A joint venture agreement is an arrangement where two companies develop a new entity to their mutual benefit. It normally involves a sharing of resources, which could include capital, personnel, physical equipment, facilities or intellectual property such as patents.
A joint venture agreement provides a company with expertise it may not have or may not be willing to invest in acquiring itself. For example, if one company has a combustible material research lab that the venture requires, the company without the lab gains the benefit of an already established lag. There is an element of risk in most joint ventures. Both joint-venture parties share in the risk, such as a financial investment. Should the venture not become profitable, both parties can walk away from the deal losing less than if one company independently invests in the venture. A joint venture also provides a company with a way to exit from a secondary business or to enter a new business with less of a financial commitment if it were to do this on its own.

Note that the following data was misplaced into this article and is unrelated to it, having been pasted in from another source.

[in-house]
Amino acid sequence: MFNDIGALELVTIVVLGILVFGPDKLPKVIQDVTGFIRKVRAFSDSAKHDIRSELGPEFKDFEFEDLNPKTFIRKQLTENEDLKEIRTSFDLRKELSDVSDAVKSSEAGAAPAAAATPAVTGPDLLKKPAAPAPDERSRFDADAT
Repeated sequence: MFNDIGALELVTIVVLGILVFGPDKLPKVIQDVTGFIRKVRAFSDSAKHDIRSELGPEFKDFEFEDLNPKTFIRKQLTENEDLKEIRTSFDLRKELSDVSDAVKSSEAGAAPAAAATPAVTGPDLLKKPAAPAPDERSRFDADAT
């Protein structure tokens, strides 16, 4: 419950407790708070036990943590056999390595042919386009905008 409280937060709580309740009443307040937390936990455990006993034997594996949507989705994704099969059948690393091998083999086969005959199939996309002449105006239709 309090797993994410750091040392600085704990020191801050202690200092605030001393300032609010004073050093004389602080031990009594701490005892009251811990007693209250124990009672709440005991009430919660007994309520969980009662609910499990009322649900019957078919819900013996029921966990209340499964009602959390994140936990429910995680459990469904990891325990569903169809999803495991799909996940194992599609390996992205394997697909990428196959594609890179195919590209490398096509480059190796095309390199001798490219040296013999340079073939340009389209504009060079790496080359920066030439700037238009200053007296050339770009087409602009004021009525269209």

Forming a successful joint venture effort requires time. Both parties will often come to the potential venture with different goals. The culture of each company may be different and the integration of both cultures may be difficult or take a long time. Another problem could be that one or both parties dont commit enough resources to achieve a successful venture.